This Common Darter was basking on the picnic tables behind the Education Centre when I was having lunch on Thursday.
Another less welcome sign of the season's movement is the sight of the vivid yellow flowers of Ragwort. Although I say less welcome, this is only because of the management work that having it growing so prolifically on site involves. The flowers are a great nectar source and in an ideal world it would be welcome for the huge numbers of insects it attracts. Unfortunately, as many will know, it is also toxic to livestock, although they rarely eat it if there is other food available unless it gets mixed with hay. Ragwort is a very conspicuous and contentious feature of the post mid-summer scene.
It is particularly hated by keepers of horses and these are many around the fringes of the New Forest and towns throughout the country. Many of the reserve's neighbours are horse keepers and whatever the case for Ragwort as a valuable nectar source good neighbourliness demands that we do undertake control on the reserve. This is especially difficult as we cannot clear it until the nesting Lapwings have finished and we cannot use chemical control. This leaves us with control by hand in a short time-slot in late June and early July if we are to get it before it starts to seed.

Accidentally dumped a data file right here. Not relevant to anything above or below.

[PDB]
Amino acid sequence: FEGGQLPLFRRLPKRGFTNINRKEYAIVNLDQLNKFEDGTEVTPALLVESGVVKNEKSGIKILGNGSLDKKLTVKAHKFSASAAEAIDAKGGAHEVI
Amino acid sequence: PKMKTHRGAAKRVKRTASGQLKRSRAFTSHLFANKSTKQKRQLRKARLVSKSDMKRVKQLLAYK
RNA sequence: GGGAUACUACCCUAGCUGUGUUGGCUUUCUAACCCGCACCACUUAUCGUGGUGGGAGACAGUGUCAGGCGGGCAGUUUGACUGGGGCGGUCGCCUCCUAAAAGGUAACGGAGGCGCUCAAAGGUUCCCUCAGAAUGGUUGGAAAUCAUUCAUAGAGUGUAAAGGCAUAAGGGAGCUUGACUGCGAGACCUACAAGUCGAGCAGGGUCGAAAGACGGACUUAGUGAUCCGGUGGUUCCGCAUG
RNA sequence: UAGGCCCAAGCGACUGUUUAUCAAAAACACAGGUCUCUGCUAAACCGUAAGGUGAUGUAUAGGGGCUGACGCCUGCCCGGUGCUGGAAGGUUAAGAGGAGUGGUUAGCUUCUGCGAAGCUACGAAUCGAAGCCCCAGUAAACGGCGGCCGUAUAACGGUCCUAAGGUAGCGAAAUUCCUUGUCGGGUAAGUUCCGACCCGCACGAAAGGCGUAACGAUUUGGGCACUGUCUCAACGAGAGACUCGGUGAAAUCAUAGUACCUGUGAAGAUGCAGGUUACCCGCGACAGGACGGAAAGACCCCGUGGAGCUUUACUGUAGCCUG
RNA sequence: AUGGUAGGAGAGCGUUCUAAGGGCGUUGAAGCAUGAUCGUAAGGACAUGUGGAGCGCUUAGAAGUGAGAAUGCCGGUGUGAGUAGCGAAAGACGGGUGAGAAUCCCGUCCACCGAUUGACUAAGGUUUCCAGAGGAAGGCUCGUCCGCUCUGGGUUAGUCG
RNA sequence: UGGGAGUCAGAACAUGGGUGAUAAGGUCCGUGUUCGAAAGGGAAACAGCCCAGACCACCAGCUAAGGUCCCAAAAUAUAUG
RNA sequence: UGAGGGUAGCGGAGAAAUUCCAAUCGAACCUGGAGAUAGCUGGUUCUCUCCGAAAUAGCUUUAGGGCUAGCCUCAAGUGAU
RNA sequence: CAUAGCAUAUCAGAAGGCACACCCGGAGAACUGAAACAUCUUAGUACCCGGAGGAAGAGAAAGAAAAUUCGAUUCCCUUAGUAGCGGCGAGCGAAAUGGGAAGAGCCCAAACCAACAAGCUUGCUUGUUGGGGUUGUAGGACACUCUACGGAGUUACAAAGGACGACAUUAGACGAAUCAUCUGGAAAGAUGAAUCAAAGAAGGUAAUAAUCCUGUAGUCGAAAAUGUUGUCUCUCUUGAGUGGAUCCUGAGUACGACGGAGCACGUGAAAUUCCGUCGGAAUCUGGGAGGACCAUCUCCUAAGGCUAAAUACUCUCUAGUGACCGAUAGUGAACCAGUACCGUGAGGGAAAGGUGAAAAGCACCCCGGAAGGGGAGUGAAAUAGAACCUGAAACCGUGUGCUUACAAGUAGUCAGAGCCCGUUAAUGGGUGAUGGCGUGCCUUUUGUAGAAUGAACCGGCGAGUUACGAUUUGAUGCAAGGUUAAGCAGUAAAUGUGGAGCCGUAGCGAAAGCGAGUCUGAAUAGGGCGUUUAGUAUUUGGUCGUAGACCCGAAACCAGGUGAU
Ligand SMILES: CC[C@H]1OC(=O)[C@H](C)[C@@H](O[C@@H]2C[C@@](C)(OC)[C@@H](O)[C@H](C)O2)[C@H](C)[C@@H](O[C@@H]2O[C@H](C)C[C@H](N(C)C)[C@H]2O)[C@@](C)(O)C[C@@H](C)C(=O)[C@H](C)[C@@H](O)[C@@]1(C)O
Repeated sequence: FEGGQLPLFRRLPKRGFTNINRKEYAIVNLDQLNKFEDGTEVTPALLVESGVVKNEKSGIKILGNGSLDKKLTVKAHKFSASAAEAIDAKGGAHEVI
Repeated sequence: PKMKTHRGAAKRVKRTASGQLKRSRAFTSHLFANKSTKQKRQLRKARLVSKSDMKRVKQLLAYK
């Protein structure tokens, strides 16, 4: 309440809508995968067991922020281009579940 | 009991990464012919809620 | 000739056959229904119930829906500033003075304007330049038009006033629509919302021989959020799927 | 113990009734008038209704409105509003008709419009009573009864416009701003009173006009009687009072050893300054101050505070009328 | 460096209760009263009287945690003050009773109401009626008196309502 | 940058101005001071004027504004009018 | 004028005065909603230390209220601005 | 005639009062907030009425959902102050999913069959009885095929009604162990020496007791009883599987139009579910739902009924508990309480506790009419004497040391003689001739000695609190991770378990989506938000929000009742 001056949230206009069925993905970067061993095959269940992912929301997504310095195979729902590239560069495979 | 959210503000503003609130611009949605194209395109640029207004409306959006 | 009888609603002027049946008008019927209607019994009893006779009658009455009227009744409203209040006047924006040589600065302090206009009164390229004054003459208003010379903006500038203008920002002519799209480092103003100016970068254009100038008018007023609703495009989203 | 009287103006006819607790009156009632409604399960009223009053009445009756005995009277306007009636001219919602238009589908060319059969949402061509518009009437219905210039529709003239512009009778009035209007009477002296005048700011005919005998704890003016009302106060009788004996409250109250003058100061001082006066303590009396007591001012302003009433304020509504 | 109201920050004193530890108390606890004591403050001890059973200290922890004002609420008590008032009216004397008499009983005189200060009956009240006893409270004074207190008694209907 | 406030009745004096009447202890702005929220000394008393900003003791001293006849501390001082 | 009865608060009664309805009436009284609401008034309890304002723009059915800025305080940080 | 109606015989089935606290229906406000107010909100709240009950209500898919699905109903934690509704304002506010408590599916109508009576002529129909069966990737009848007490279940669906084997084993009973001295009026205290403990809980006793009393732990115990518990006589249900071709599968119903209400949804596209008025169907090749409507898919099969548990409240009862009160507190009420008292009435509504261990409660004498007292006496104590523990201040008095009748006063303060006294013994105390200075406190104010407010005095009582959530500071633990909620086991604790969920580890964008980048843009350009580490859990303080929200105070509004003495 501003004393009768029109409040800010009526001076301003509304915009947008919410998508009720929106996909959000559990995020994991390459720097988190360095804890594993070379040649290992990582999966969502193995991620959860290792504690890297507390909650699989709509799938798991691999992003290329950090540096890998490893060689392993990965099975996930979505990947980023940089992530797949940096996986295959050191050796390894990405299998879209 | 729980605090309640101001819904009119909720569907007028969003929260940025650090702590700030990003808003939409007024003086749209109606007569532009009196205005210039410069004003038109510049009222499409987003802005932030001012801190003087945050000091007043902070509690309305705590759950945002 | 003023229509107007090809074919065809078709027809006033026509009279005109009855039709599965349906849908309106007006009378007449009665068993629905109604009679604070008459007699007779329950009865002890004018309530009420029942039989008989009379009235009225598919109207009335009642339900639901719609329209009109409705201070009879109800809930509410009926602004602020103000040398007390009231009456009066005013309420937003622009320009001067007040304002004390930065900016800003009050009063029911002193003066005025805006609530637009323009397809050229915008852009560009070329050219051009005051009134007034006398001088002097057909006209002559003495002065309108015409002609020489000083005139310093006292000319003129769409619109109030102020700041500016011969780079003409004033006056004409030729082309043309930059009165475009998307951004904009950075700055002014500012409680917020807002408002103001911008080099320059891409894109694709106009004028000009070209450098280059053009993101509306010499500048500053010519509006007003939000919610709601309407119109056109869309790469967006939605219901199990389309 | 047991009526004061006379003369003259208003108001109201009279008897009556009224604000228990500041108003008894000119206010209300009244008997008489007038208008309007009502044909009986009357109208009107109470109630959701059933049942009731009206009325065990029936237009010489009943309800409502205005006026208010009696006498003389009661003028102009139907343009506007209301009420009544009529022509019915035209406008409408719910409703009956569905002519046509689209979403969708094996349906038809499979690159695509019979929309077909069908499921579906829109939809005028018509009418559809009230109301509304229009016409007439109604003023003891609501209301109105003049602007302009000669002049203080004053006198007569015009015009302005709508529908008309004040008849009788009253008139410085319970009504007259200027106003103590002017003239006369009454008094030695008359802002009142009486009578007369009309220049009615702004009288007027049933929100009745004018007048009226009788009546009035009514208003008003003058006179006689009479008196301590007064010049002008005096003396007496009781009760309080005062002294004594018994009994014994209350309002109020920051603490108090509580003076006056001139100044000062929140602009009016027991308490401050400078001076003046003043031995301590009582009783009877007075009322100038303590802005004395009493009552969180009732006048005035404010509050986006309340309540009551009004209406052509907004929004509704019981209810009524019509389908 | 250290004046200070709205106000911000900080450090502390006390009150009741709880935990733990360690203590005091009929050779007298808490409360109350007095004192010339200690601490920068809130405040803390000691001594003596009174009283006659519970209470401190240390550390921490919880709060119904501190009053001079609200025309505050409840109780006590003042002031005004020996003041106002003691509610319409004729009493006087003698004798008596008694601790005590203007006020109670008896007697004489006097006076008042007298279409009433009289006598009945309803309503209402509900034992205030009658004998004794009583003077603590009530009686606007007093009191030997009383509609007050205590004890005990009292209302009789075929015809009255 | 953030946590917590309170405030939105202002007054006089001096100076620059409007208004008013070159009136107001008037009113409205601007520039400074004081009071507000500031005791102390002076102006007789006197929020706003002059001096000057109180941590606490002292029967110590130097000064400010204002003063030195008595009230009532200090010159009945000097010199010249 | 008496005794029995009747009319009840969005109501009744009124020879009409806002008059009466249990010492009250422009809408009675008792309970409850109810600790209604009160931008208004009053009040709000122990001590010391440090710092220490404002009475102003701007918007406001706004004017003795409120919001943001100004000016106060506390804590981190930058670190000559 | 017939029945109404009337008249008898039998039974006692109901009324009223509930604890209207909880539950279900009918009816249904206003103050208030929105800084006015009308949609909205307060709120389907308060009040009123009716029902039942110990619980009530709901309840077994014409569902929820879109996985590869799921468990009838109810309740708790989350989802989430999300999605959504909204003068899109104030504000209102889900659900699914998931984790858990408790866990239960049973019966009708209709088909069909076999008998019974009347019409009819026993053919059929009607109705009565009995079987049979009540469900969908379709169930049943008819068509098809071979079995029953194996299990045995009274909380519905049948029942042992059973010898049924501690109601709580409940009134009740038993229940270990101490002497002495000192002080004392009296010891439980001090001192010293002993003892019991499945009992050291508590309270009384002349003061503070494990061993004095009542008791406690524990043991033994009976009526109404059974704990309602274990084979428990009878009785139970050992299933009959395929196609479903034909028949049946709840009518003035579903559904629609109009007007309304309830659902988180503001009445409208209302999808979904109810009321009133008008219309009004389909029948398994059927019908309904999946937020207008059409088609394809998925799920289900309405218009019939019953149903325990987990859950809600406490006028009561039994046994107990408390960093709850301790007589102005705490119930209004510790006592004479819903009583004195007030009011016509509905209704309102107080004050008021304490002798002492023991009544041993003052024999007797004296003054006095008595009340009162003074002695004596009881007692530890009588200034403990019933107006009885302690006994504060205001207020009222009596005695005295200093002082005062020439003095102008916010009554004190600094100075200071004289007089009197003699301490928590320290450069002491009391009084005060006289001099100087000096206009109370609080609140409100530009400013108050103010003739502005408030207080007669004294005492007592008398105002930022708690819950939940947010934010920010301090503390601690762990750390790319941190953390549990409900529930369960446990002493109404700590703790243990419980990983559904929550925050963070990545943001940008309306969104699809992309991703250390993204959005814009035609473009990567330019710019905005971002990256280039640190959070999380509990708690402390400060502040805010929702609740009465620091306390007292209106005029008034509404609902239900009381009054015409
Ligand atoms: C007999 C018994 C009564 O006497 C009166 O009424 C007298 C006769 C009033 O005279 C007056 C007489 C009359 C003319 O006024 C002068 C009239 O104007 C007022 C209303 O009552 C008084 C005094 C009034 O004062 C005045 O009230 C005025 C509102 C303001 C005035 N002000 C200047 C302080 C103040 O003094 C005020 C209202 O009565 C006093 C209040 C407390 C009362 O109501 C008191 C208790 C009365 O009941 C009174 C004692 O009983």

Traditionally the plants are pulled up by hand, but this is problematic at Blashford because the dry sandy soils mean that a large bare patch result from this technique, ideal for new Ragwort seedlings to establish. It has been found that cutting below the lowest leaf usually kills the plant and does not break the ground and this is how we control it on the reserve. Our biggest problem areas are around the shores of Ibsley Water and here we are controlling this plant and a number of other large "weeds" with the aim of producing a short grass sward suitable fro grazing wildfowl in the winter. This has the advantage of producing a useful habitat and a tight sward is much more difficult for Ragwort to seed into, so we should have less work to do in the future. However the site history of soil disturbance and the longevity of the seeds may mean it is my successors that see the reduction in this particular work-load.So the volunteer task on Thursday was Ragwort control, never the most popular of tasks, the one compensation was that it involves going to a part to the reserve that we usually only see from a distance. The view below is one the average visitor will never see as it is from an inaccessible part of the site. Perhaps surprisingly there are several parts of the reserve that even I hardly ever visit, leaving them as undisturbed as possible unless there is a job to do.
Bird nest update
The Little Ringed Plover chicks continue to grow well as does at least one of the Lapwings chicks, both to be seen from the Tern hide.
The Common terns on Ivy Lake continue to do well with more reaching the flying stage each day and the first being seen away fro this lake as they get more accomplished at flying. I am fairly confident that about 30 will ultimately fledge this season, a real bumper crop.